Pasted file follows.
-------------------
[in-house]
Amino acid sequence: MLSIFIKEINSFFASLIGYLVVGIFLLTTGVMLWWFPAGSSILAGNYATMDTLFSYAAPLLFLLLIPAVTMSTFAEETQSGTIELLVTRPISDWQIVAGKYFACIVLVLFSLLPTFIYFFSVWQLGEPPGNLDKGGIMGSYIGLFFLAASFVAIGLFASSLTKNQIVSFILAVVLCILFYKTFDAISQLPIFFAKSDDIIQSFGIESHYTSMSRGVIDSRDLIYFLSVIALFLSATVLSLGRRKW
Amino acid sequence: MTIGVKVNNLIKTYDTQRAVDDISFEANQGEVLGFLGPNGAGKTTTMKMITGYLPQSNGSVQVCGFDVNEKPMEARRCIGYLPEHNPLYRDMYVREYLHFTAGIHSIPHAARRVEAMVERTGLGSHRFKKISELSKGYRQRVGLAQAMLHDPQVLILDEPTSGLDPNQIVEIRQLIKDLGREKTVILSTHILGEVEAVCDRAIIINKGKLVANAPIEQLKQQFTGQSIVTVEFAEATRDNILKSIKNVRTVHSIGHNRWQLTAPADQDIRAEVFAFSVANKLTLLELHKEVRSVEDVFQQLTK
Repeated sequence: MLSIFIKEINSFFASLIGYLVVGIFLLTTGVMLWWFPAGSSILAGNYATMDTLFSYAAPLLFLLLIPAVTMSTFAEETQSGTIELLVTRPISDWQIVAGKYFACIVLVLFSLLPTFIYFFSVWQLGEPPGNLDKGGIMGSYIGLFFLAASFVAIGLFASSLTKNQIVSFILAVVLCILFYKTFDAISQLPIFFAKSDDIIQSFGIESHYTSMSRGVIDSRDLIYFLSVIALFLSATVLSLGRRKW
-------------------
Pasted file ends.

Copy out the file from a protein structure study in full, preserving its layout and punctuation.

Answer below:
[in-house]
Amino acid sequence: MLSIFIKEINSFFASLIGYLVVGIFLLTTGVMLWWFPAGSSILAGNYATMDTLFSYAAPLLFLLLIPAVTMSTFAEETQSGTIELLVTRPISDWQIVAGKYFACIVLVLFSLLPTFIYFFSVWQLGEPPGNLDKGGIMGSYIGLFFLAASFVAIGLFASSLTKNQIVSFILAVVLCILFYKTFDAISQLPIFFAKSDDIIQSFGIESHYTSMSRGVIDSRDLIYFLSVIALFLSATVLSLGRRKW
Amino acid sequence: MTIGVKVNNLIKTYDTQRAVDDISFEANQGEVLGFLGPNGAGKTTTMKMITGYLPQSNGSVQVCGFDVNEKPMEARRCIGYLPEHNPLYRDMYVREYLHFTAGIHSIPHAARRVEAMVERTGLGSHRFKKISELSKGYRQRVGLAQAMLHDPQVLILDEPTSGLDPNQIVEIRQLIKDLGREKTVILSTHILGEVEAVCDRAIIINKGKLVANAPIEQLKQQFTGQSIVTVEFAEATRDNILKSIKNVRTVHSIGHNRWQLTAPADQDIRAEVFAFSVANKLTLLELHKEVRSVEDVFQQLTK
Repeated sequence: MLSIFIKEINSFFASLIGYLVVGIFLLTTGVMLWWFPAGSSILAGNYATMDTLFSYAAPLLFLLLIPAVTMSTFAEETQSGTIELLVTRPISDWQIVAGKYFACIVLVLFSLLPTFIYFFSVWQLGEPPGNLDKGGIMGSYIGLFFLAASFVAIGLFASSLTKNQIVSFILAVVLCILFYKTFDAISQLPIFFAKSDDIIQSFGIESHYTSMSRGVIDSRDLIYFLSVIALFLSATVLSLGRRKW